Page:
HSE publishes safety case principles for high-rise residential buildings

Out-Law News | 13 Sep 2021 | 2:17 pm | 1 min. read

The UK’s Health & Safety Executive (HSE) has put together a set of principles to support residential property owners and developers in meeting proposed new safety case requirements for high-rise buildings.

The guidance is intended as support to help the industry prepare for legislation to be brought in as part of the Building Safety Bill, which is currently before the UK parliament. The bill introduces the concept of a ‘safety case’, which will be required for occupied high-rise residential buildings over 18 metres in height or with at least seven storeys.

Safety cases will complement existing building and fire safety legislation, require those responsible to think critically about the potential fire and structural hazards in their buildings, and show how they are keeping their buildings safe.

Metcalfe Katherine

Katherine Metcalfe

Legal Director

Building owners must start to prepare now by gathering the relevant information

The HSE’s principles were drawn up with the help of early industry adopters and housing providers to help others prepare for the changes.

Those responsible for high-rise residential buildings should think critically about the hazards and risks associated with the building, the HSE said.

Analysis is required to understand what could go wrong, how it could go wrong, and the potential impact.

Owners and managers should focus on major accident hazards involving the spread of fire or structural failure of the building, which have the potential to adversely impact the health and safety of many people. Although the likelihood of these accidents is rare, the HSE warned they could have a severe impact if they occurred.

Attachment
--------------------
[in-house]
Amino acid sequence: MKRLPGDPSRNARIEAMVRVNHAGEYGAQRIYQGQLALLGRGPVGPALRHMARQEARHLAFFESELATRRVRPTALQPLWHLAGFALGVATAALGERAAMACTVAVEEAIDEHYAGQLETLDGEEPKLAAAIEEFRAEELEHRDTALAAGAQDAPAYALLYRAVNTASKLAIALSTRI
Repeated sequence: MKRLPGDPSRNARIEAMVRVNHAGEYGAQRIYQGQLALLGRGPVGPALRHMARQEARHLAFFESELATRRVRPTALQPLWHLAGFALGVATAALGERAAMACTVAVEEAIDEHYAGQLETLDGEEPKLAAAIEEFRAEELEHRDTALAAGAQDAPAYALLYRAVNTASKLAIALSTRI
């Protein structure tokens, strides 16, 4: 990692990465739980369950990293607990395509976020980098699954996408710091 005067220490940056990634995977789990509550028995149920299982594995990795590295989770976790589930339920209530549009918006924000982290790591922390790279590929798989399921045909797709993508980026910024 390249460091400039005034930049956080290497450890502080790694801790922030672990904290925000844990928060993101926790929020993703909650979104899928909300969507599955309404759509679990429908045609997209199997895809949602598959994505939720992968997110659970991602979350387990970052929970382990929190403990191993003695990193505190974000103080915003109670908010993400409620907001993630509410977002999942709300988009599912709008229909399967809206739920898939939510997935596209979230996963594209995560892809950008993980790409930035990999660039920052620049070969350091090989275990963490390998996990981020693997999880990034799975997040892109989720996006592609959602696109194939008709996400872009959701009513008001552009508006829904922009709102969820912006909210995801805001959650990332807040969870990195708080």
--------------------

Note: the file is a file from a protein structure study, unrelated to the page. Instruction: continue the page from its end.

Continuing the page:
The principles also cover the production of a safety case report, emphasising that these should identify major fire and structural hazards, provide a narrative as to why the most important parts of a safety case are necessary, and show a clear understanding of the major hazards associated with the building and measures in place to manage and control the risk of a major accident.

The HSE recommended that owners and operators start preparing for the new regime by thinking about their buildings as a system, gathering relevant information, and considering controls already in place.

The guidance recommends that owners gather the following information about the building: how the building is used and managed; the physical construction of the building; analysis of safety critical elements and component specifications; and insight from residents.

Building safety expert Katherine Metcalfe of Pinsent Masons, the law firm behind Out-Law, said: “The HSE guidance sets some clear expectations. Building owners must start to prepare now by gathering the relevant information. It is likely that specialist fire and structural assessments will be required for existing buildings where there are gaps in the information available”

The Building Safety Bill was introduced to Parliament in July 2021, and is expected to take at least nine months to pass the legislative process.